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Dan Donahue

Musician. Traveler. Programmer.

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In April of this year, I spent a week in New York attending Udi Dahan's Advanced Distributed Systems Design course. It was a great course that taught me a lot and I've been thinking about it and trying to apply those teachings since.

I will probably blog more about the course in the future. But just to give a 10,000ft view for purposes of this post, Udi preaches service-oriented architecture in which each service is totally autonomous and owns its data completely. They communicate via events using messaging. The separation of these services is kept complete to the point that the data is own aggregated on the client by retrieving the data from each service and using a UI framework like Backbone to aggregate the data.

I spent a few lunch hours at work whipping up an insanely small sample web application that:

  • Uses messaging (NServiceBus) as its backbone to send commands from the UI to services and from services to other services.
  • Composes a UI from read services provided by each service.

It is available for anyone to download via:


Let me know if you any problems getting the code or getting it to run. I built it in VS2012 and it targets .NET 4.5.

My hope was that, although simple, it provides a starting point to show people how a system broken out into services could be built. I hope it lets people start to reason about how a service-oriented architecture might look, how messaging works, how UI composition could work, etc. I'm hoping it facilitates conversation. I encourage questions and comments.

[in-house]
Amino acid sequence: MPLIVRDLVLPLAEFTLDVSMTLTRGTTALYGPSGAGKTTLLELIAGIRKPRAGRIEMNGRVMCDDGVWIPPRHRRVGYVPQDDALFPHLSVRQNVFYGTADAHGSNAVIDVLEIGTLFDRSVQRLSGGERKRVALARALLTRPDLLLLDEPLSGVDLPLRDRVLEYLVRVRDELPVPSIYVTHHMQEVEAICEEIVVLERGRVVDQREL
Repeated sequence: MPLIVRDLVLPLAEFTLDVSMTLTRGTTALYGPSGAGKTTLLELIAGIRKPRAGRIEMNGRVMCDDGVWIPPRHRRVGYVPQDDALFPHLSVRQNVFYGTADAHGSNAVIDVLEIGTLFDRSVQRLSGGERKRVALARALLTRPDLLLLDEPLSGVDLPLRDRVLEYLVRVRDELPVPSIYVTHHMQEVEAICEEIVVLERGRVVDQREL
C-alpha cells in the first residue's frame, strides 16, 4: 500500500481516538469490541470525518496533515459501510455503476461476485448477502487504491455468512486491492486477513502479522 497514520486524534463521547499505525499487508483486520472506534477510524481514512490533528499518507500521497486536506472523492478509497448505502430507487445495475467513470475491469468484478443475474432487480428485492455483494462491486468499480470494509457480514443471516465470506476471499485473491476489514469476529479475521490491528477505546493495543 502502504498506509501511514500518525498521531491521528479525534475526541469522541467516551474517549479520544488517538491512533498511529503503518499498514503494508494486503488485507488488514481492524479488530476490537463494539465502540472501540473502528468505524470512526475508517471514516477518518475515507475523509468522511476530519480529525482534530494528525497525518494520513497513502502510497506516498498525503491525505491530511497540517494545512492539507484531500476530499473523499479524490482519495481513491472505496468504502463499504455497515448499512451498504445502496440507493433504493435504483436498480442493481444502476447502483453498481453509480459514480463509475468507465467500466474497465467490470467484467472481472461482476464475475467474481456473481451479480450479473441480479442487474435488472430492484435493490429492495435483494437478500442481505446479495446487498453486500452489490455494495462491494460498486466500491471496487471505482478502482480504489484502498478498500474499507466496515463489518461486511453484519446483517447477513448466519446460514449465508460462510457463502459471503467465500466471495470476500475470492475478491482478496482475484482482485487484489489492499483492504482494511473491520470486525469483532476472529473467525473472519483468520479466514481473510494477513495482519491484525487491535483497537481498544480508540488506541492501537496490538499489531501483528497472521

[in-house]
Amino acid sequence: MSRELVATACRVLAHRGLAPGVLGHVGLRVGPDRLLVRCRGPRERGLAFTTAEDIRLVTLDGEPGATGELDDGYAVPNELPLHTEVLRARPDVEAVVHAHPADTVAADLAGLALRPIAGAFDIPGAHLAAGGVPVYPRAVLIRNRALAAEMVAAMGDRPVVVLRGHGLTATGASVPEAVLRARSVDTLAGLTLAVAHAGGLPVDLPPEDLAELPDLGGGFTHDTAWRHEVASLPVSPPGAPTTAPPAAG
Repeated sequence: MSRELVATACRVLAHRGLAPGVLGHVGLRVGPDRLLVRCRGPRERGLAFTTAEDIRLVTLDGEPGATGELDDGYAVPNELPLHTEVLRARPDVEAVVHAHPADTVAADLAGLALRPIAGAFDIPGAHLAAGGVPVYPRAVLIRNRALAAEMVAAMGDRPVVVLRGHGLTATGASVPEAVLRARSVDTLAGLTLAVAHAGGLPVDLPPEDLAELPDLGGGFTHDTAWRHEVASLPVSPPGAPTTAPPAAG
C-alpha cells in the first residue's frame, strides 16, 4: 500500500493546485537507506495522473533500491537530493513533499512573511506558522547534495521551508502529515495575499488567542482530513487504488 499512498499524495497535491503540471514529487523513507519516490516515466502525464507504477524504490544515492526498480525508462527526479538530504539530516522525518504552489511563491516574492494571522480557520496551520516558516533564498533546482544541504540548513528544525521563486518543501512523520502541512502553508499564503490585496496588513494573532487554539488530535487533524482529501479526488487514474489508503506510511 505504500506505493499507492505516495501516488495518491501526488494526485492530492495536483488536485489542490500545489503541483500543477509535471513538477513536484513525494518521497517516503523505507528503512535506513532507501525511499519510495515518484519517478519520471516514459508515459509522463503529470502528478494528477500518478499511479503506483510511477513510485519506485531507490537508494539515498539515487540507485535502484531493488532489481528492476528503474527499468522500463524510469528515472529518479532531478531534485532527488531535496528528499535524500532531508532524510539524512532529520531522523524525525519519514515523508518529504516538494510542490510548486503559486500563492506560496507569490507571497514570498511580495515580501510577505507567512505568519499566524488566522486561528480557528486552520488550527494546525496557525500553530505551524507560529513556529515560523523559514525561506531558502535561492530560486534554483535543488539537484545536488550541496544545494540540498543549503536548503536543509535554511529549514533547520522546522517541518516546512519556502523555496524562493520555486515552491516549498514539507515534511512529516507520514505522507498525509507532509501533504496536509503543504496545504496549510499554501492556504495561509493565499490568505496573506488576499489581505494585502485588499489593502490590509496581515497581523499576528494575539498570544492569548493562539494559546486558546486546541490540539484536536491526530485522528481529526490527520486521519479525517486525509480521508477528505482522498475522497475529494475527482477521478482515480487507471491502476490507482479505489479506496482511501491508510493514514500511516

One thing I'd like to mention is that I did NOT compose data in the web client. I found it easier to compose data from different services in the MVC controllers, or presentation layer. This was done for ease and also because javascript UI composition was one of the most debated topics in the course. I personally find it to be a good suggestion for complete and total autonomy between services, but I think having each service expose a read service to your presentation service (whether that be web or thick client) is a good tradeoff.

I may do a series of follow-up blog posts where I highlight different parts of the project with a more in-depth discussion.

Please bear in mind that it's quite obviously a toy application and a lot of care was NOT put into it around removing duplicate code, best practices, etc.

Hopefully someone finds this useful.